Scarborough praised by Professor Sir Chris Whitty as leading light in tackling the ravages of Covid-19

Efforts to help Yorkshire’s most popular seaside town recover from the ravages of the Covid-19 pandemic have been praised by England’s Chief Medical Officer amid serious concerns over the impact of coronavirus on the nation’s coastal communities.

Professor Sir Chris Whitty has witnessed first-hand the work which is being undertaken in Scarborough to counter the profound impact that the Covid-19 crisis has had on the North Yorkshire resort.

He saw the grassroots efforts in communities and at Scarborough Hospital, and how the area is rebuilding its social, health and economic sectors following the effects of the pandemic.

Sign up to our Politics newsletter

The visit followed Sir Chris’s annual report last year in which he highlighted issues in coastal communities which have higher rates of poor health and lower life expectancies and how they are enduring major deprivation.

Professor Sir Chris Whitty is pictured with Louise Wallace, North Yorkshire’s Director of Public Health (right), and Dr Victoria Turner, a North Yorkshire public health consultant, during his visit to Scarborough to witness work that is under way to counter the impact of the Covid-19 pandemic. (Photo: North Yorkshire County Council)

Sir Chris said: “It’s been a real privilege to come to talk to colleagues in Scarborough doing an amazing job to support the local communities on health and also social care.

“There are many difficulties in terms of providing health care in coastal areas, but Scarborough is being incredibly innovative in the way that it does that and I’ve learnt so much.”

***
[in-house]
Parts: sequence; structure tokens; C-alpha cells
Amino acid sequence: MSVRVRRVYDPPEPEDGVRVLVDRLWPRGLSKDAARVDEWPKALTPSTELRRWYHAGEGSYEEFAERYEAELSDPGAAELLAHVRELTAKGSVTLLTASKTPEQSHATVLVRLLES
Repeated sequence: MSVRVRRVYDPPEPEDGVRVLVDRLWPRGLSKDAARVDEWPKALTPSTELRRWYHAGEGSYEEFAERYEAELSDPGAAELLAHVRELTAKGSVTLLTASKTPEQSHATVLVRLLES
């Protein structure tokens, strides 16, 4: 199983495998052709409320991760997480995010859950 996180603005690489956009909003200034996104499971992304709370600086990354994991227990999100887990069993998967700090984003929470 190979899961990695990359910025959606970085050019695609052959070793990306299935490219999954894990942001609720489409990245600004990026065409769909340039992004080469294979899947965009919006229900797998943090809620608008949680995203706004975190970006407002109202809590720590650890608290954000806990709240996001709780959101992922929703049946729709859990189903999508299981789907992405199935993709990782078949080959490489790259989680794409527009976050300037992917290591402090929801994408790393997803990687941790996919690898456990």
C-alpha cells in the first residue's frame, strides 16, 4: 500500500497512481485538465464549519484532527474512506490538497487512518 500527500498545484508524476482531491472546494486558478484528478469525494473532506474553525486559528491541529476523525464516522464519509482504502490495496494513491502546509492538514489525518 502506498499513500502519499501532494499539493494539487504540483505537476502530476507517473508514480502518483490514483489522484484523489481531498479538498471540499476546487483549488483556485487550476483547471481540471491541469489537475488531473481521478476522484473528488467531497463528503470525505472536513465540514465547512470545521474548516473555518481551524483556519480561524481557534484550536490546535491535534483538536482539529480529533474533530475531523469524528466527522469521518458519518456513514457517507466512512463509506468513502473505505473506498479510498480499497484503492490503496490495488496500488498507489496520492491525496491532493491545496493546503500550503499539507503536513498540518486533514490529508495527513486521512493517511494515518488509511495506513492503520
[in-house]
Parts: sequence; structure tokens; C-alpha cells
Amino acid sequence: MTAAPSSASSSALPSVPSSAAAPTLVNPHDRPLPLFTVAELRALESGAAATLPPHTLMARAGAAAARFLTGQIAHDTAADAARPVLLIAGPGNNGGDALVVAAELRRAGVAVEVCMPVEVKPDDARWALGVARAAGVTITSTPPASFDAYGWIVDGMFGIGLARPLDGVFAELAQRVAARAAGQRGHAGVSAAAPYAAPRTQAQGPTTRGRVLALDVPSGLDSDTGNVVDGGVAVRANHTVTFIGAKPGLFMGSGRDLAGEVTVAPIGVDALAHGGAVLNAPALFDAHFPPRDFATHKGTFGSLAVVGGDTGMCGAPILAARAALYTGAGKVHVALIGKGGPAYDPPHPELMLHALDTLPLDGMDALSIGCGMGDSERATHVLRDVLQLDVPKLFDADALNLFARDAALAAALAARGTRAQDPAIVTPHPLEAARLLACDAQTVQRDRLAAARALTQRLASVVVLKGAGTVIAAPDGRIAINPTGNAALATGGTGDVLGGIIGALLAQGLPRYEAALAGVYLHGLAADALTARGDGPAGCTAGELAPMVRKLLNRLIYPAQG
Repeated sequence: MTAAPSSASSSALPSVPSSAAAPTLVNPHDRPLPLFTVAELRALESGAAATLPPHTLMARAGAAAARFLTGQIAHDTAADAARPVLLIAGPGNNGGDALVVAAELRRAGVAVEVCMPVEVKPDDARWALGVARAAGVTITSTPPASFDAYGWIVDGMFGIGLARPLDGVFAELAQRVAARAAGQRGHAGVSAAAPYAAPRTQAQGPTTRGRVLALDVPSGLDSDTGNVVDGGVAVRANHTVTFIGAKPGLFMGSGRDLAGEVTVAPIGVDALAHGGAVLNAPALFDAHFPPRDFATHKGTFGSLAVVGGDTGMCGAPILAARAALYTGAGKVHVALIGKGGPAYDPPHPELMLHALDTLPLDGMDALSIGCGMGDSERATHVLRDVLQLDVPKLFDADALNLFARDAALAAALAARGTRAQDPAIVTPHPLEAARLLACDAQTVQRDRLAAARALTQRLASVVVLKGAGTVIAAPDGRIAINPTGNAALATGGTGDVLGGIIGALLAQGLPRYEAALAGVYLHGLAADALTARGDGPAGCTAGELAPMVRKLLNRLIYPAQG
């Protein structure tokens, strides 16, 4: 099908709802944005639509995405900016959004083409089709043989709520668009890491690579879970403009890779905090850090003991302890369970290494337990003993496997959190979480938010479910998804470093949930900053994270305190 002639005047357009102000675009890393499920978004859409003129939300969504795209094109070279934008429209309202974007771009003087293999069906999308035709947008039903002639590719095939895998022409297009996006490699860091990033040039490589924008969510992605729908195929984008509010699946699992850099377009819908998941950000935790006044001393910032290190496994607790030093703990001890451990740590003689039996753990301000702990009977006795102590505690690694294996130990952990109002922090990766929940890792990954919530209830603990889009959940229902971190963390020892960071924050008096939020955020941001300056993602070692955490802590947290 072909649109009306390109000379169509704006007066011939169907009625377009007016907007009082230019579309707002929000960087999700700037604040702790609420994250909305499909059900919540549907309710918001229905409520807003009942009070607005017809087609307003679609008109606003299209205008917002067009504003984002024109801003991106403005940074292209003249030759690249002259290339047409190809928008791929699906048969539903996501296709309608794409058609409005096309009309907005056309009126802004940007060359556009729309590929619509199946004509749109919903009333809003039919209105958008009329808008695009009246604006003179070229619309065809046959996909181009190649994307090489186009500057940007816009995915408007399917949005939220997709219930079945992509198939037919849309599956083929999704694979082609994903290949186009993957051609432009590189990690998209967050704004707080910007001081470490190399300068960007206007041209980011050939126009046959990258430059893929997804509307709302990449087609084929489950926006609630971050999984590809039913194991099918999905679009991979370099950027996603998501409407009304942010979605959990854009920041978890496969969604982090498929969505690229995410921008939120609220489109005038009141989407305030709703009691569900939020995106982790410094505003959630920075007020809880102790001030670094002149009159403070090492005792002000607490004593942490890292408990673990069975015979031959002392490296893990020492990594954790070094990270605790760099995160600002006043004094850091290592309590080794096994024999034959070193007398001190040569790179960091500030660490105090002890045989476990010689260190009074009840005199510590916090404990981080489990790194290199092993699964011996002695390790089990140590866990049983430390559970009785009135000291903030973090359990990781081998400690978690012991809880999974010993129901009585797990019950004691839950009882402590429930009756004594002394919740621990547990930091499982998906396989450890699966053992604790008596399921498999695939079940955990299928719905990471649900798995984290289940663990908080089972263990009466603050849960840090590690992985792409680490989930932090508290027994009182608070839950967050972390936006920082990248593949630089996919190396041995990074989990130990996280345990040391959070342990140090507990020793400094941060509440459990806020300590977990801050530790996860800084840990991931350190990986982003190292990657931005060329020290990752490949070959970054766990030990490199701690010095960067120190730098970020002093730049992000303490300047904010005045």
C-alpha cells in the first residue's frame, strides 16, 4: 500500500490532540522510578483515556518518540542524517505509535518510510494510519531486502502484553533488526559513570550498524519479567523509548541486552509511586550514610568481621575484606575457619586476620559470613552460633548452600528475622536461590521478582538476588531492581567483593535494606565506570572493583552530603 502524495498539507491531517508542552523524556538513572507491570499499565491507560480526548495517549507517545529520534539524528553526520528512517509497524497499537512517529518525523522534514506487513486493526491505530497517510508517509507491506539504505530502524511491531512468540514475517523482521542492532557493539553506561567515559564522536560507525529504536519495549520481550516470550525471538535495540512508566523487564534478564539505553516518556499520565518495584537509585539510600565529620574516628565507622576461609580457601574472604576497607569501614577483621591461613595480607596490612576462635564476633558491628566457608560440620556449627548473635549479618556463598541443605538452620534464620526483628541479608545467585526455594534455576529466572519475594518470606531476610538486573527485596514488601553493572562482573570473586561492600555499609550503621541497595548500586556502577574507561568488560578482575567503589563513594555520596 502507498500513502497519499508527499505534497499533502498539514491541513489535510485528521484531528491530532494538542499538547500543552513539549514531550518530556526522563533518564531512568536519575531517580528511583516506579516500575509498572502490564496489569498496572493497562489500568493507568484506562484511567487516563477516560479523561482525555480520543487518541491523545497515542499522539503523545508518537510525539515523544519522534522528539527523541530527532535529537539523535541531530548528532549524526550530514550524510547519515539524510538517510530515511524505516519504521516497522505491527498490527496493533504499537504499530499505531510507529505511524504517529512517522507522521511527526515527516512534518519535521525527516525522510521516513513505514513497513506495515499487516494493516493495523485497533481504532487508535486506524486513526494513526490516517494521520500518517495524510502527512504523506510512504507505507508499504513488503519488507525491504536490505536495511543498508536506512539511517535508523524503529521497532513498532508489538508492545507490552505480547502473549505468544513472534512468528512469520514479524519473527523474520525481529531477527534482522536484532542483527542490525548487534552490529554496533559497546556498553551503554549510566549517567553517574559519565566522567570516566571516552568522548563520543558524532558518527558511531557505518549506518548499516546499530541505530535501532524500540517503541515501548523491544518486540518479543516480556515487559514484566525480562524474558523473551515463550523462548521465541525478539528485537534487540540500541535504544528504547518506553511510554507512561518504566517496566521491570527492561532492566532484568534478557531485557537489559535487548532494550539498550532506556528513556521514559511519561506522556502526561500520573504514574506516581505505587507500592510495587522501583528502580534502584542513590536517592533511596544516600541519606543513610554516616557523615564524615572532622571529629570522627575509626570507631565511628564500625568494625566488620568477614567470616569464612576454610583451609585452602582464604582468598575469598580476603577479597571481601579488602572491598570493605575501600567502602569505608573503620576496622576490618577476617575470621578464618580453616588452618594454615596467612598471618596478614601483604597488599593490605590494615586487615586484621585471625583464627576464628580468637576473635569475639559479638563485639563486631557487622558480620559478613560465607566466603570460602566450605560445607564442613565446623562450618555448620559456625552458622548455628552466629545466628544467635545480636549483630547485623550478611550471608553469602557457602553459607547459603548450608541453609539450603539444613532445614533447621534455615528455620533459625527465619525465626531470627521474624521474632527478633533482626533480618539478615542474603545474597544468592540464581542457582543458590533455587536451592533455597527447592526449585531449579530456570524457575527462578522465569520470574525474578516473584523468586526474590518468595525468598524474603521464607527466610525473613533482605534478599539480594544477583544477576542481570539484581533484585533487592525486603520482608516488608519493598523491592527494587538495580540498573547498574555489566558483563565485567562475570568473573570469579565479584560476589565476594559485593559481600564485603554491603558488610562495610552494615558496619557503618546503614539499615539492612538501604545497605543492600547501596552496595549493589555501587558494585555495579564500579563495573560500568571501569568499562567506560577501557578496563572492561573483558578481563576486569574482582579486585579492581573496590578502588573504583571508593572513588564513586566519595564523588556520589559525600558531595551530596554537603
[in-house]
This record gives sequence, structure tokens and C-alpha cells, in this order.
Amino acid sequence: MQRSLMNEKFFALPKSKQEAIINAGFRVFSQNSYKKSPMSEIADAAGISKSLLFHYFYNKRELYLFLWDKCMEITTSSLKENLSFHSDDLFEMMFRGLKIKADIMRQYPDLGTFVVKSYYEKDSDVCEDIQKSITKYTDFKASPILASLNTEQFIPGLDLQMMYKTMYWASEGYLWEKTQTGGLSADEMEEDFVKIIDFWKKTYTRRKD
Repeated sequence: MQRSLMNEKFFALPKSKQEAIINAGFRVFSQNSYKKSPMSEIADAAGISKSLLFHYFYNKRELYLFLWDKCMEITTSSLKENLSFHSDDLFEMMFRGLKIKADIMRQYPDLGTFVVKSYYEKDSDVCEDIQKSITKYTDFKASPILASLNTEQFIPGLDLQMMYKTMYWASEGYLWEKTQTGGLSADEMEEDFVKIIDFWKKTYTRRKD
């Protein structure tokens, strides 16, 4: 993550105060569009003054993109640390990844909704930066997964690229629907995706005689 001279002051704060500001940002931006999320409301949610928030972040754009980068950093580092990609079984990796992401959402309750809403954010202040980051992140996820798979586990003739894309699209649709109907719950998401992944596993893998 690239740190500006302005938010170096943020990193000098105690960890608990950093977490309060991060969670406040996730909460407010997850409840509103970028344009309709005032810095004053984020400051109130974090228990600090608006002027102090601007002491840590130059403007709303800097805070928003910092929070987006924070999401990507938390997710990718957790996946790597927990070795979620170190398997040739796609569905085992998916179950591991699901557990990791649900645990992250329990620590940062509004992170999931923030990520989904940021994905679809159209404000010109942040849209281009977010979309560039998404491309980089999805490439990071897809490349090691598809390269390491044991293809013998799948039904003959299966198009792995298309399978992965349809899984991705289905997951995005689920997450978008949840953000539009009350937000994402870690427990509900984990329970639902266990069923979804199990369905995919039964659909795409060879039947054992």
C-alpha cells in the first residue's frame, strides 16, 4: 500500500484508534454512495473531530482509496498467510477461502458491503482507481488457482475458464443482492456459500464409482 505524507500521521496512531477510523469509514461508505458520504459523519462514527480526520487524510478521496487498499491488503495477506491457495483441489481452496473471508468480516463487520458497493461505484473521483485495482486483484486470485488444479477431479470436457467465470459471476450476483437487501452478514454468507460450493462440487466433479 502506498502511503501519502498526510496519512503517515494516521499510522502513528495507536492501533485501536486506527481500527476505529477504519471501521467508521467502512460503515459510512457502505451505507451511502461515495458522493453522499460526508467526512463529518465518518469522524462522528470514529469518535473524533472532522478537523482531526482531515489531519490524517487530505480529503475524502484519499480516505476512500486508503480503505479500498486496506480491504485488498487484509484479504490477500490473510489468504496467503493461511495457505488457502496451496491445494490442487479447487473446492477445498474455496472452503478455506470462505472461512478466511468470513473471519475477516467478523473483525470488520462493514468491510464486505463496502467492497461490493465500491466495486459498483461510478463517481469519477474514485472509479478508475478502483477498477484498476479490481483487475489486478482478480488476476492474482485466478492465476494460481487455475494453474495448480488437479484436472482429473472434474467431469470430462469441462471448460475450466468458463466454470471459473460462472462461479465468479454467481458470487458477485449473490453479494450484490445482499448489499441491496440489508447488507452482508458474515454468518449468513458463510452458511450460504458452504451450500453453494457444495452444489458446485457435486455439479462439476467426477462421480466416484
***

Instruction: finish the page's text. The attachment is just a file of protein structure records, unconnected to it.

Among the initiatives highlighted to him was a scheme to produce Scarborough’s first nursing graduates this summer, as well as speech and language development in early years pupils funded via the Government’s Opportunity Area Programme.

He also learnt of the work to attract and retain teachers to the coast and to bring employers that offer skills-based, longer-term employment rather than short-term seasonal jobs.

During his visit, Sir Chris was joined by senior officials from the county including Louise Wallace, North Yorkshire’s Director of Public Health.

She said: “There is a can-do attitude to tackle health inequalities and improve educational opportunities and develop the skills-base of the area. We were glad to show Prof Whitty the huge range of work that is going on to improve people’s lives.”

Sir Chris was also shown The Street project, which is owned and managed by Coast and Vale Community Action, one of the organisations funded by North Yorkshire County Council’s Stronger Communities Programme to provide an emergency response to Covid-19.

It houses facilities such as a sports hall, music rooms and a climbing wall used by young people and groups working with pre-school children.

He also visited the Rainbow Centre which is funded by a range of partners and provides a food bank, a community café and debt advice, and supports people who are homeless as well as asylum seekers and Afghan refugees.

Sir Chris also toured Scarborough Hospital to learn about the challenges which the workforce is facing as well as the support that is being provided in the wake of coronavirus.

He has called for a national strategy to tackle the higher burden of physical and mental health conditions in coastal communities.

In his annual report published in July last year, he highlighted that despite efforts to address problems, coastal communities and port cities have some of the worst health outcomes in England, with low life expectancy and high rates of many major diseases.

Blackpool has the worst life expectancy in the UK, while one in five pregnant women in Hull smoke – twice the England average – and the estimated prevalence of opiate drugs and crack cocaine is also double the national rate.